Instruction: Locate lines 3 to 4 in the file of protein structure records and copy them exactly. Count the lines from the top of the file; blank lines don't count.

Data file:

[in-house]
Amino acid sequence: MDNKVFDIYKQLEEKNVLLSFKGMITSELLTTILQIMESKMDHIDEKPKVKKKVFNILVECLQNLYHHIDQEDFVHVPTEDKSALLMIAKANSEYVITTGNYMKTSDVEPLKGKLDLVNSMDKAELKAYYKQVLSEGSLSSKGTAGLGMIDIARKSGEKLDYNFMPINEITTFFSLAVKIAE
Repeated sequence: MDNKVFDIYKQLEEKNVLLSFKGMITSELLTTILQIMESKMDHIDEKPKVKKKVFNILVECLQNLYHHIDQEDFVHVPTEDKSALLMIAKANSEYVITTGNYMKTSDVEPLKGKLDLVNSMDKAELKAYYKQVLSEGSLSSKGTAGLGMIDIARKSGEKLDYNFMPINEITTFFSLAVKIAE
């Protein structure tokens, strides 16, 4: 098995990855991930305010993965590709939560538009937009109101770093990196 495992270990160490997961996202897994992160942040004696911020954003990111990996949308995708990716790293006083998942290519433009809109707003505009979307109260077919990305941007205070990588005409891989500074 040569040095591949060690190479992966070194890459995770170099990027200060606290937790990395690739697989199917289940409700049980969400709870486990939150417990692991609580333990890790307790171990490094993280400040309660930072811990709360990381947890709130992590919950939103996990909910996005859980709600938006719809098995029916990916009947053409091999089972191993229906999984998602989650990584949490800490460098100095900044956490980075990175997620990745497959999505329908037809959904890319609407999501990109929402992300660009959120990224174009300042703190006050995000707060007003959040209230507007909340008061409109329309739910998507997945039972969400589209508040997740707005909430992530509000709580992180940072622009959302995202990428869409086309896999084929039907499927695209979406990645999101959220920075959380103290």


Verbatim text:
Repeated sequence: MDNKVFDIYKQLEEKNVLLSFKGMITSELLTTILQIMESKMDHIDEKPKVKKKVFNILVECLQNLYHHIDQEDFVHVPTEDKSALLMIAKANSEYVITTGNYMKTSDVEPLKGKLDLVNSMDKAELKAYYKQVLSEGSLSSKGTAGLGMIDIARKSGEKLDYNFMPINEITTFFSLAVKIAE
């Protein structure tokens, strides 16, 4: 098995990855991930305010993965590709939560538009937009109101770093990196 495992270990160490997961996202897994992160942040004696911020954003990111990996949308995708990716790293006083998942290519433009809109707003505009979307109260077919990305941007205070990588005409891989500074 040569040095591949060690190479992966070194890459995770170099990027200060606290937790990395690739697989199917289940409700049980969400709870486990939150417990692991609580333990890790307790171990490094993280400040309660930072811990709360990381947890709130992590919950939103996990909910996005859980709600938006719809098995029916990916009947053409091999089972191993229906999984998602989650990584949490800490460098100095900044956490980075990175997620990745497959999505329908037809959904890319609407999501990109929402992300660009959120990224174009300042703190006050995000707060007003959040209230507007909340008061409109329309739910998507997945039972969400589209508040997740707005909430992530509000709580992180940072622009959302995202990428869409086309896999084929039907499927695209979406990645999101959220920075959380103290």